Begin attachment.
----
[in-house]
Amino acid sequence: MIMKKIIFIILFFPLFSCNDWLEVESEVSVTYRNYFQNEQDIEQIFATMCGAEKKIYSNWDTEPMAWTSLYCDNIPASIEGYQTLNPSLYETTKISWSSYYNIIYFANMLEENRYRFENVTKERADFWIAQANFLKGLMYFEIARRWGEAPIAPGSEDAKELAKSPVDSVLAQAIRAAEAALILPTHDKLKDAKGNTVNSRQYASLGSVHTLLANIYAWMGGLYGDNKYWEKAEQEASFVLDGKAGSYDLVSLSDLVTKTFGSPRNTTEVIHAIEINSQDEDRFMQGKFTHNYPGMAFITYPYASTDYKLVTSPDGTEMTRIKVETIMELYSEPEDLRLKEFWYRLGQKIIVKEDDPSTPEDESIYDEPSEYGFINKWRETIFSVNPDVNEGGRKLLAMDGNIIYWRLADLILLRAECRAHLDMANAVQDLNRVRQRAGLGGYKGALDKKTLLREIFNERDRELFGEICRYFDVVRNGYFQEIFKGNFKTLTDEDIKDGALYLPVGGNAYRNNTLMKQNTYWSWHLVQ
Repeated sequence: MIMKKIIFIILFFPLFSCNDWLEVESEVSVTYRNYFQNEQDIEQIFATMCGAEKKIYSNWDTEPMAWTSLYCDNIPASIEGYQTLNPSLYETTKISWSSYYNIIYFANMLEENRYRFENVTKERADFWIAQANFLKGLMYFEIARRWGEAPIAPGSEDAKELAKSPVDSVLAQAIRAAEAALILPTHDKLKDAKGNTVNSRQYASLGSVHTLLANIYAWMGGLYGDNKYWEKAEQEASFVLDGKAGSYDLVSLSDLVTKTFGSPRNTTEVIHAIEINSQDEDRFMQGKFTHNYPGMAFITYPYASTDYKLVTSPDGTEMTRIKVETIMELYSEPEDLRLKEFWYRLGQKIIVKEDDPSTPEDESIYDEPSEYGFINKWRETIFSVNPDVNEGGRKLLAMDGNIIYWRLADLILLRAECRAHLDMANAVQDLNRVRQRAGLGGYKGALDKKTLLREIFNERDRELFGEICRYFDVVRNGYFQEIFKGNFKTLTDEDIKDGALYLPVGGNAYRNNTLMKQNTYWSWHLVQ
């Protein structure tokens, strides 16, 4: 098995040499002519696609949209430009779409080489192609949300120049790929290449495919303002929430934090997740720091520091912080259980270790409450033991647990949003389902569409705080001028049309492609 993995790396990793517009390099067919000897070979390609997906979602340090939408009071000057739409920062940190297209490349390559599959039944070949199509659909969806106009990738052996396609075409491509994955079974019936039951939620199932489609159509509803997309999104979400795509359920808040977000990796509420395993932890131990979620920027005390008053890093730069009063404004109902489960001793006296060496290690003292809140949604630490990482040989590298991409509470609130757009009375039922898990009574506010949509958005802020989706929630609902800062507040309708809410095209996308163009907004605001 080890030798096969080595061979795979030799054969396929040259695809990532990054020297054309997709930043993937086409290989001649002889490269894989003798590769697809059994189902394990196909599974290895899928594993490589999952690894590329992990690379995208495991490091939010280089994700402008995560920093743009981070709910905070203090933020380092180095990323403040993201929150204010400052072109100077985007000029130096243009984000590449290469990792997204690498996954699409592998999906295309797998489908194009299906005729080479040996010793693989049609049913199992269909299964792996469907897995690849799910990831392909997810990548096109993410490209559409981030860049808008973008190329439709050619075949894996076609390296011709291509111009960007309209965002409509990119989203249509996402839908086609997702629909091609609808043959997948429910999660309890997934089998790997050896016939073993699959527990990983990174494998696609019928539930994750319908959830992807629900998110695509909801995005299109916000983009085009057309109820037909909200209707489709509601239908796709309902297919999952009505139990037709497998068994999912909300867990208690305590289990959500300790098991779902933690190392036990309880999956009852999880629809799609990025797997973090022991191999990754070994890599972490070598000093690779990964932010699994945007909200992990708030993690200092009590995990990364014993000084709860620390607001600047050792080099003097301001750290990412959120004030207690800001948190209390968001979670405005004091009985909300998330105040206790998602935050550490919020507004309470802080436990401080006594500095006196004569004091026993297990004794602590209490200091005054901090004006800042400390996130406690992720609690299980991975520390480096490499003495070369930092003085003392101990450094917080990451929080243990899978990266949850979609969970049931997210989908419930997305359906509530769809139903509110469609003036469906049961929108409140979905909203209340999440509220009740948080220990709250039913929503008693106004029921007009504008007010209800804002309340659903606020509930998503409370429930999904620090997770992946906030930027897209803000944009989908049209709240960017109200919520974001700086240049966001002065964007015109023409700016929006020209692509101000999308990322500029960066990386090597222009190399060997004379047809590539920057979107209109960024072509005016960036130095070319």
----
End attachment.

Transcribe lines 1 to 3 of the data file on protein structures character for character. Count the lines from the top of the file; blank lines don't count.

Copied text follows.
[in-house]
Amino acid sequence: MIMKKIIFIILFFPLFSCNDWLEVESEVSVTYRNYFQNEQDIEQIFATMCGAEKKIYSNWDTEPMAWTSLYCDNIPASIEGYQTLNPSLYETTKISWSSYYNIIYFANMLEENRYRFENVTKERADFWIAQANFLKGLMYFEIARRWGEAPIAPGSEDAKELAKSPVDSVLAQAIRAAEAALILPTHDKLKDAKGNTVNSRQYASLGSVHTLLANIYAWMGGLYGDNKYWEKAEQEASFVLDGKAGSYDLVSLSDLVTKTFGSPRNTTEVIHAIEINSQDEDRFMQGKFTHNYPGMAFITYPYASTDYKLVTSPDGTEMTRIKVETIMELYSEPEDLRLKEFWYRLGQKIIVKEDDPSTPEDESIYDEPSEYGFINKWRETIFSVNPDVNEGGRKLLAMDGNIIYWRLADLILLRAECRAHLDMANAVQDLNRVRQRAGLGGYKGALDKKTLLREIFNERDRELFGEICRYFDVVRNGYFQEIFKGNFKTLTDEDIKDGALYLPVGGNAYRNNTLMKQNTYWSWHLVQ
Repeated sequence: MIMKKIIFIILFFPLFSCNDWLEVESEVSVTYRNYFQNEQDIEQIFATMCGAEKKIYSNWDTEPMAWTSLYCDNIPASIEGYQTLNPSLYETTKISWSSYYNIIYFANMLEENRYRFENVTKERADFWIAQANFLKGLMYFEIARRWGEAPIAPGSEDAKELAKSPVDSVLAQAIRAAEAALILPTHDKLKDAKGNTVNSRQYASLGSVHTLLANIYAWMGGLYGDNKYWEKAEQEASFVLDGKAGSYDLVSLSDLVTKTFGSPRNTTEVIHAIEINSQDEDRFMQGKFTHNYPGMAFITYPYASTDYKLVTSPDGTEMTRIKVETIMELYSEPEDLRLKEFWYRLGQKIIVKEDDPSTPEDESIYDEPSEYGFINKWRETIFSVNPDVNEGGRKLLAMDGNIIYWRLADLILLRAECRAHLDMANAVQDLNRVRQRAGLGGYKGALDKKTLLREIFNERDRELFGEICRYFDVVRNGYFQEIFKGNFKTLTDEDIKDGALYLPVGGNAYRNNTLMKQNTYWSWHLVQ